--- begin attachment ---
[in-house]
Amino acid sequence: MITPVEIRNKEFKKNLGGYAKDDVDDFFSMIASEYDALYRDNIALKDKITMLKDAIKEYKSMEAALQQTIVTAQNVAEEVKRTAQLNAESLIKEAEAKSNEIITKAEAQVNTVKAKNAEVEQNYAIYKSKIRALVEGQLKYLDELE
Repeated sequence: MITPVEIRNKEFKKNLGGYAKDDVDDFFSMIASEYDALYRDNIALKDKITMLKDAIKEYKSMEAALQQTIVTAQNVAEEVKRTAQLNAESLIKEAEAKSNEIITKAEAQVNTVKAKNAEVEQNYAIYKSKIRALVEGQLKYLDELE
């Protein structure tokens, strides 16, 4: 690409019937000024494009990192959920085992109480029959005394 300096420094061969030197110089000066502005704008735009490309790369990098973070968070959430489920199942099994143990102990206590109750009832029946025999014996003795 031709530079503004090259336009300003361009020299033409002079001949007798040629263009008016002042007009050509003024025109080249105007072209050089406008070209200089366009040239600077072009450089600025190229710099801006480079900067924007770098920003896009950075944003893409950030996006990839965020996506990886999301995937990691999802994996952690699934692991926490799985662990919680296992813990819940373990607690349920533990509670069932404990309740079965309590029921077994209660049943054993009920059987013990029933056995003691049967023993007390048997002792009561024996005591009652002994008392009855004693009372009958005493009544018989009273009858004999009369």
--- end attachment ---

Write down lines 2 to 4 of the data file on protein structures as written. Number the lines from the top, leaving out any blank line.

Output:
Amino acid sequence: MITPVEIRNKEFKKNLGGYAKDDVDDFFSMIASEYDALYRDNIALKDKITMLKDAIKEYKSMEAALQQTIVTAQNVAEEVKRTAQLNAESLIKEAEAKSNEIITKAEAQVNTVKAKNAEVEQNYAIYKSKIRALVEGQLKYLDELE
Repeated sequence: MITPVEIRNKEFKKNLGGYAKDDVDDFFSMIASEYDALYRDNIALKDKITMLKDAIKEYKSMEAALQQTIVTAQNVAEEVKRTAQLNAESLIKEAEAKSNEIITKAEAQVNTVKAKNAEVEQNYAIYKSKIRALVEGQLKYLDELE
């Protein structure tokens, strides 16, 4: 690409019937000024494009990192959920085992109480029959005394 300096420094061969030197110089000066502005704008735009490309790369990098973070968070959430489920199942099994143990102990206590109750009832029946025999014996003795 031709530079503004090259336009300003361009020299033409002079001949007798040629263009008016002042007009050509003024025109080249105007072209050089406008070209200089366009040239600077072009450089600025190229710099801006480079900067924007770098920003896009950075944003893409950030996006990839965020996506990886999301995937990691999802994996952690699934692991926490799985662990919680296992813990819940373990607690349920533990509670069932404990309740079965309590029921077994209660049943054993009920059987013990029933056995003691049967023993007390048997002792009561024996005591009652002994008392009855004693009372009958005493009544018989009273009858004999009369």